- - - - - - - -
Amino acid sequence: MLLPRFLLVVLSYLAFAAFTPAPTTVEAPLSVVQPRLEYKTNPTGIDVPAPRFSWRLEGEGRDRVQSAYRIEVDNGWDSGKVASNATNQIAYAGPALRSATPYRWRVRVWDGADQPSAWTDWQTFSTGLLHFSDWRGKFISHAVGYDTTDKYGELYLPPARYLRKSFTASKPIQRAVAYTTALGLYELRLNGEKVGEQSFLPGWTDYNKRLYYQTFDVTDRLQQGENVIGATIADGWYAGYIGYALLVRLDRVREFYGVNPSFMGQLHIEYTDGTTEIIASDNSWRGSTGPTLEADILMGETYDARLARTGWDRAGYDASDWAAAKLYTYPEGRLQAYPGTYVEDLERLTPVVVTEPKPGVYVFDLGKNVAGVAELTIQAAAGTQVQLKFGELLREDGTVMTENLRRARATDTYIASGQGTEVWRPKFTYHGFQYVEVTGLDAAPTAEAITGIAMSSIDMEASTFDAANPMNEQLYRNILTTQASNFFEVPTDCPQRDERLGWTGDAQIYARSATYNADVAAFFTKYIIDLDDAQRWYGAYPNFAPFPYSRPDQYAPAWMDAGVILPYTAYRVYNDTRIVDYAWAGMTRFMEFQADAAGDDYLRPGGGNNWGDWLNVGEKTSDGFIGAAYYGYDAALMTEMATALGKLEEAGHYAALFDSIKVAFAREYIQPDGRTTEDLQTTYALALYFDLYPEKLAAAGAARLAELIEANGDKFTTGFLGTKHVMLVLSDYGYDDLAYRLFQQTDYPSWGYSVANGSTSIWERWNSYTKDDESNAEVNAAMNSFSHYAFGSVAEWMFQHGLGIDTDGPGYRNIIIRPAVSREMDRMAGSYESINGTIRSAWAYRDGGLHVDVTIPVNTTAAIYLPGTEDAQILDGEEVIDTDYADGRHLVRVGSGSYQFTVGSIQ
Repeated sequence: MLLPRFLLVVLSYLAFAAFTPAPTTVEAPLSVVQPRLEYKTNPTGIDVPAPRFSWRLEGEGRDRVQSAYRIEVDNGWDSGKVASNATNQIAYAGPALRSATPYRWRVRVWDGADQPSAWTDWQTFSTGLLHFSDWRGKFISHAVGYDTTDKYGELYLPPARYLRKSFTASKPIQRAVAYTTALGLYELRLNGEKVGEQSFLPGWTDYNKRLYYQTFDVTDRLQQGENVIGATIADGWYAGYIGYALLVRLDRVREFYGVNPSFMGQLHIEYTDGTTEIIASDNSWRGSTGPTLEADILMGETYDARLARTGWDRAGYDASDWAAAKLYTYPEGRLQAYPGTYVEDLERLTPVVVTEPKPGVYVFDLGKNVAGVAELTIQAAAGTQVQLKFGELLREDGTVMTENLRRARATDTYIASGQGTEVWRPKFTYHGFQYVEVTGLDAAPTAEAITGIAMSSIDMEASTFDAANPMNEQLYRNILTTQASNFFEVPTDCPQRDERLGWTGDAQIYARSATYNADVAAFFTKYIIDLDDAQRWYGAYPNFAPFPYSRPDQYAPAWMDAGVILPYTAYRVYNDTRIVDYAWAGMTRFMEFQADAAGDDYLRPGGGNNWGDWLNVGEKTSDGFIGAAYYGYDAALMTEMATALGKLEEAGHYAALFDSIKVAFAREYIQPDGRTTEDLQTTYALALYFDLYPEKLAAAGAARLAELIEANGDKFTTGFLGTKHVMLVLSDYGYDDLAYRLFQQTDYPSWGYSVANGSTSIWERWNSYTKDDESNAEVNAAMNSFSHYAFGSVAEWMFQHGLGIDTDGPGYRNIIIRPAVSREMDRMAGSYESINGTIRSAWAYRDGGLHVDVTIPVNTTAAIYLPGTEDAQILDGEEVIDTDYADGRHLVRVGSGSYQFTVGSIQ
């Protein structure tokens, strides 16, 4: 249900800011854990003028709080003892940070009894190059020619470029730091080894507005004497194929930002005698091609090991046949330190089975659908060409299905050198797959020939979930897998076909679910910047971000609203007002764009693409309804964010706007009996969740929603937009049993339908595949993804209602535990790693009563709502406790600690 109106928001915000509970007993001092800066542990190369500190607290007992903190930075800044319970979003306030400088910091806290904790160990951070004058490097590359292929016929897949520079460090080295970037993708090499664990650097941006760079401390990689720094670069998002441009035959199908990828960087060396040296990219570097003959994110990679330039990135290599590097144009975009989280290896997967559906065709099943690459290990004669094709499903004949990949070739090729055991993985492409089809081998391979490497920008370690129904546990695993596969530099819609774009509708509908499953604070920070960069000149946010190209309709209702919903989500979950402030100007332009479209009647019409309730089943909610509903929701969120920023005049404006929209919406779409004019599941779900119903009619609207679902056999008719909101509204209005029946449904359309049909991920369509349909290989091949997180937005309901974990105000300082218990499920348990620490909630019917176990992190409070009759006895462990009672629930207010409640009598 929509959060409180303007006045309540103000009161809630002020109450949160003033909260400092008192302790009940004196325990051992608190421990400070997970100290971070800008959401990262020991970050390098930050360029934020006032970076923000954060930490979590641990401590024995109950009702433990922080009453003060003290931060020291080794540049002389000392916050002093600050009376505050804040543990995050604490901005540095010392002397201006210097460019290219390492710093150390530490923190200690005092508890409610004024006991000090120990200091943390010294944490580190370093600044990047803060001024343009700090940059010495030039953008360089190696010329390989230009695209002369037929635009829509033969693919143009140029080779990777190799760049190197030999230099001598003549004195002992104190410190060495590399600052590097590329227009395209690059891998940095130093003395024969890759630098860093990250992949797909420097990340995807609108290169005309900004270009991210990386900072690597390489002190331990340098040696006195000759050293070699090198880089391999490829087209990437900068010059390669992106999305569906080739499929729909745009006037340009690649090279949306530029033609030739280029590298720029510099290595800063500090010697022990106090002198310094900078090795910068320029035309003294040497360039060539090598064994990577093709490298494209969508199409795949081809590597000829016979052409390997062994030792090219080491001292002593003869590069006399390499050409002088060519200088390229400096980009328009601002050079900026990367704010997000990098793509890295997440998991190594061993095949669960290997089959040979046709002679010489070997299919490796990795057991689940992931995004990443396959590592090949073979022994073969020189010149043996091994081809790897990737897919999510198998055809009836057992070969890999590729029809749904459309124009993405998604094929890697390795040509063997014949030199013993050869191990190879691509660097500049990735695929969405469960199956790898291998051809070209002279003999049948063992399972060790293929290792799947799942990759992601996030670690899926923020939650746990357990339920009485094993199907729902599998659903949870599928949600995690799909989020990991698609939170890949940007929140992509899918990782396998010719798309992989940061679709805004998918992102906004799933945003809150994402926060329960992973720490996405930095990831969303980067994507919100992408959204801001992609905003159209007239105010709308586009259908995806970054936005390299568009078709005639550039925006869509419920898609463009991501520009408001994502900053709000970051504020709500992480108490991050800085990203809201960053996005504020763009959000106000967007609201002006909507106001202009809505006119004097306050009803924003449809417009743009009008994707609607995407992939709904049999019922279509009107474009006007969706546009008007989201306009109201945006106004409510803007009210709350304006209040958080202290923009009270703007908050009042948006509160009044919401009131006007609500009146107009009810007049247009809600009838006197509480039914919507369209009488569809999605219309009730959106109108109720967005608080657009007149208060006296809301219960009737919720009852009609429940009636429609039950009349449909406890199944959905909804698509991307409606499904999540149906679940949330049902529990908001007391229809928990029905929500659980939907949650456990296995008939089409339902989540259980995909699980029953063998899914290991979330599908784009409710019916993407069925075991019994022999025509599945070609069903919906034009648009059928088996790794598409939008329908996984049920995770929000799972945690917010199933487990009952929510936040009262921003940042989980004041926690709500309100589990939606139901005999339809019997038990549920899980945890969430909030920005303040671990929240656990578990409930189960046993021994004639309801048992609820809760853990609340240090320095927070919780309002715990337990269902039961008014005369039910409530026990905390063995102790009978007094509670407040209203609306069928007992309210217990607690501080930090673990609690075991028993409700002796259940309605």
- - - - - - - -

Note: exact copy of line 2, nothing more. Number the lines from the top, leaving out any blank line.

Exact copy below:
Repeated sequence: MLLPRFLLVVLSYLAFAAFTPAPTTVEAPLSVVQPRLEYKTNPTGIDVPAPRFSWRLEGEGRDRVQSAYRIEVDNGWDSGKVASNATNQIAYAGPALRSATPYRWRVRVWDGADQPSAWTDWQTFSTGLLHFSDWRGKFISHAVGYDTTDKYGELYLPPARYLRKSFTASKPIQRAVAYTTALGLYELRLNGEKVGEQSFLPGWTDYNKRLYYQTFDVTDRLQQGENVIGATIADGWYAGYIGYALLVRLDRVREFYGVNPSFMGQLHIEYTDGTTEIIASDNSWRGSTGPTLEADILMGETYDARLARTGWDRAGYDASDWAAAKLYTYPEGRLQAYPGTYVEDLERLTPVVVTEPKPGVYVFDLGKNVAGVAELTIQAAAGTQVQLKFGELLREDGTVMTENLRRARATDTYIASGQGTEVWRPKFTYHGFQYVEVTGLDAAPTAEAITGIAMSSIDMEASTFDAANPMNEQLYRNILTTQASNFFEVPTDCPQRDERLGWTGDAQIYARSATYNADVAAFFTKYIIDLDDAQRWYGAYPNFAPFPYSRPDQYAPAWMDAGVILPYTAYRVYNDTRIVDYAWAGMTRFMEFQADAAGDDYLRPGGGNNWGDWLNVGEKTSDGFIGAAYYGYDAALMTEMATALGKLEEAGHYAALFDSIKVAFAREYIQPDGRTTEDLQTTYALALYFDLYPEKLAAAGAARLAELIEANGDKFTTGFLGTKHVMLVLSDYGYDDLAYRLFQQTDYPSWGYSVANGSTSIWERWNSYTKDDESNAEVNAAMNSFSHYAFGSVAEWMFQHGLGIDTDGPGYRNIIIRPAVSREMDRMAGSYESINGTIRSAWAYRDGGLHVDVTIPVNTTAAIYLPGTEDAQILDGEEVIDTDYADGRHLVRVGSGSYQFTVGSIQ